Chip, PIN Credit Cards Offer Security - NBC Southern California
LOOKING OUT 4 YOU

SEND TIPS

Chip, PIN Credit Cards Offer Security

The chips are much tougher for criminals to copy or duplicate in order to create counterfeit cards

    processing...

    NEWSLETTERS

    The days of swiping your credit card at the register are numbered as a new nationwide plan to protect your private data from hackers is starting to go into effect. Randy Mac reports for the NBC4 News at 5 and 6 p.m. Thursday, Jan. 8, 2015. (Published Thursday, Jan. 8, 2015)

    The days of swiping your credit card at the cash register are numbered, as a new nationwide plan to protect your private data from hackers starts to go into effect in Southern California.

    Credit card companies have begun sending customers new microchip-embedded cards. The program is being launched in response to last year's massive credit card breaches at major retailers including Target and Home Depot.

    Like the magnetic strip on the back of your old credit card, the chip encodes the user's personal information, but the chips are much tougher for criminals to copy or duplicate in order to create counterfeit cards.

    To accommodate the change, stores are required to buy and install new chip card readers by October 2015. If business owners fail to comply, they'll be on the hook for any costs associated with credit card fraud. Until now, banks have beared that financial burden.

    Baller Hardware in Silver Lake is one of the first Los Angeles area retailers to already have the new card readers in place. Employee Matt Howard says the transition hasn't been easy for some customers.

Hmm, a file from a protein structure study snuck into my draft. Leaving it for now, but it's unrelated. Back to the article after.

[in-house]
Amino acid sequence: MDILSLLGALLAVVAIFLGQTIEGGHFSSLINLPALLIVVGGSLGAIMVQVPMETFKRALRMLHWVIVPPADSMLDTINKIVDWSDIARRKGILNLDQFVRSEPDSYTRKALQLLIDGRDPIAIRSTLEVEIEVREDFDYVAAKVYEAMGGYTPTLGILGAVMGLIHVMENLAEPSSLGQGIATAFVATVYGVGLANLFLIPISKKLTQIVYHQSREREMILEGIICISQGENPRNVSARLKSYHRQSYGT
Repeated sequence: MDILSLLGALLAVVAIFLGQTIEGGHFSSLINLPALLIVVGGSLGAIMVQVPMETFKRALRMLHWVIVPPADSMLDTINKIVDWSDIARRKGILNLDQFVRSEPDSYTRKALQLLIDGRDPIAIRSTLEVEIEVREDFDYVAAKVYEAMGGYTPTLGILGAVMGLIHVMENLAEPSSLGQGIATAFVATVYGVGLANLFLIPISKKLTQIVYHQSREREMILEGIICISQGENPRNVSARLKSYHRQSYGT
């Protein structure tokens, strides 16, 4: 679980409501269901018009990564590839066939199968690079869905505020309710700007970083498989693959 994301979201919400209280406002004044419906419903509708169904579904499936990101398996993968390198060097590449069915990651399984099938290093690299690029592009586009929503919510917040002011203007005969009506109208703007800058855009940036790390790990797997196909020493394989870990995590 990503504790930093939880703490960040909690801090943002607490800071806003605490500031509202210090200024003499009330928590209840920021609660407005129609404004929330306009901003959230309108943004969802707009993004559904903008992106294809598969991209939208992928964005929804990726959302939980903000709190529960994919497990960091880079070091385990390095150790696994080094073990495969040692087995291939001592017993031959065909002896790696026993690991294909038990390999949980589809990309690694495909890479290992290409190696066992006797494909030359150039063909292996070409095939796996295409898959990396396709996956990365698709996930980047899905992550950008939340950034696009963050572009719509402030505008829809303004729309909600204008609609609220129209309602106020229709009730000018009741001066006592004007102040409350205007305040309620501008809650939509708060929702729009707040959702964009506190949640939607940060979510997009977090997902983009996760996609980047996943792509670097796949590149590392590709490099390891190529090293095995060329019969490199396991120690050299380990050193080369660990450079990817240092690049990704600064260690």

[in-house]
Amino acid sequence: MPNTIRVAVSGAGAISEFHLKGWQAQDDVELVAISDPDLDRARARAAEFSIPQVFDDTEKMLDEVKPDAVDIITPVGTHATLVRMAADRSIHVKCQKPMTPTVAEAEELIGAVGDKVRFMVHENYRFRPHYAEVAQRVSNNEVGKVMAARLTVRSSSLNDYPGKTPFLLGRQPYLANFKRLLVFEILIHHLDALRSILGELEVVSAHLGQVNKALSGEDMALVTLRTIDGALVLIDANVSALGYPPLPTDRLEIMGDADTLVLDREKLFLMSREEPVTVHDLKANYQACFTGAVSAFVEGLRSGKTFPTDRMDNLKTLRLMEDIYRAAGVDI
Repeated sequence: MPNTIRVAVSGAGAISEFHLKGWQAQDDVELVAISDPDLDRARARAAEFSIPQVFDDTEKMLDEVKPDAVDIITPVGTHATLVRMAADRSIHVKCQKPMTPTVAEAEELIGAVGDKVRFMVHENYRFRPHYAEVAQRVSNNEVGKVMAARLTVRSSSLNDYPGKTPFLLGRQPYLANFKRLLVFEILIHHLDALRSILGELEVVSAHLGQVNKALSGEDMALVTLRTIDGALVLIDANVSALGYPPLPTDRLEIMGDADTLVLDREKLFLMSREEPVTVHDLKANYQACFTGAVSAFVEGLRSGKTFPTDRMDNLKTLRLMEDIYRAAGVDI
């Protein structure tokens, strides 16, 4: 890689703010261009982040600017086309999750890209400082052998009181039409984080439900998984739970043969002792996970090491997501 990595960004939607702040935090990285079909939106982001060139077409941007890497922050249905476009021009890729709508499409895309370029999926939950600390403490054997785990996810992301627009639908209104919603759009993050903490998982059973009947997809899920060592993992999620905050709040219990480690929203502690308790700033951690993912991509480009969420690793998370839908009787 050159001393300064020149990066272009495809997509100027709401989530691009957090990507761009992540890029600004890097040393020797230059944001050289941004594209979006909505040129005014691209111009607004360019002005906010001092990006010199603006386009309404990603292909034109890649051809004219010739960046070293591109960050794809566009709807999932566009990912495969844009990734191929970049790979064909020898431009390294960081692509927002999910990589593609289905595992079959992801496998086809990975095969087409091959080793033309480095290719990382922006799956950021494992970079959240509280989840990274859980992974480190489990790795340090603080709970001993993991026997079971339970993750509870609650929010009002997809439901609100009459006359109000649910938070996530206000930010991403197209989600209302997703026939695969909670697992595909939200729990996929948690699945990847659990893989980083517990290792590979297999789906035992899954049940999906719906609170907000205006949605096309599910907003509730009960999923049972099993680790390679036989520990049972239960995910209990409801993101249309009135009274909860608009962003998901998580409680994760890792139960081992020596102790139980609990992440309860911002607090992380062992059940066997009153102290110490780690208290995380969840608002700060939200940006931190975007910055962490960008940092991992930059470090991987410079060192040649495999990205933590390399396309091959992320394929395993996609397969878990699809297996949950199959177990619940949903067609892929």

"At first, they're a little skeptical. Like they say, 'What are you doing with my card? How come it's sitting inside the machine?'" Howard said. "And it does take a little bit longer to process, and I let them know that. That extra 10 seconds that it may take is for their benefit, because it's the safest way of having the card processed."

    But some consumer advocates complain that the new cards don't do as much to protect private information as the chip and PIN cards widely used in Europe and elsewhere around the globe.

    "My debit card has a PIN attached to it, but the credit card does not have a PIN attached to it," said Allison Maxwell. "Therefore, to me, it negates some of the effectiveness of the security."

    But even without a PIN code, the chip cards still give you more personal protection than the ones with just the old-school magnetic strip.

    That strip can still be found on your new chip cards, so you'll be able to use it even if the store you're shopping in hasn't updated its equipment. But once retailers have upgraded to the new technology, you'll definitely want to skip the swiping, and use the chip when you buy.

    Follow NBCLA for the latest LA news, events and entertainment:iPhone/iPad App | Facebook| Twitter | Google+ | Instagram | RSS | Email Alerts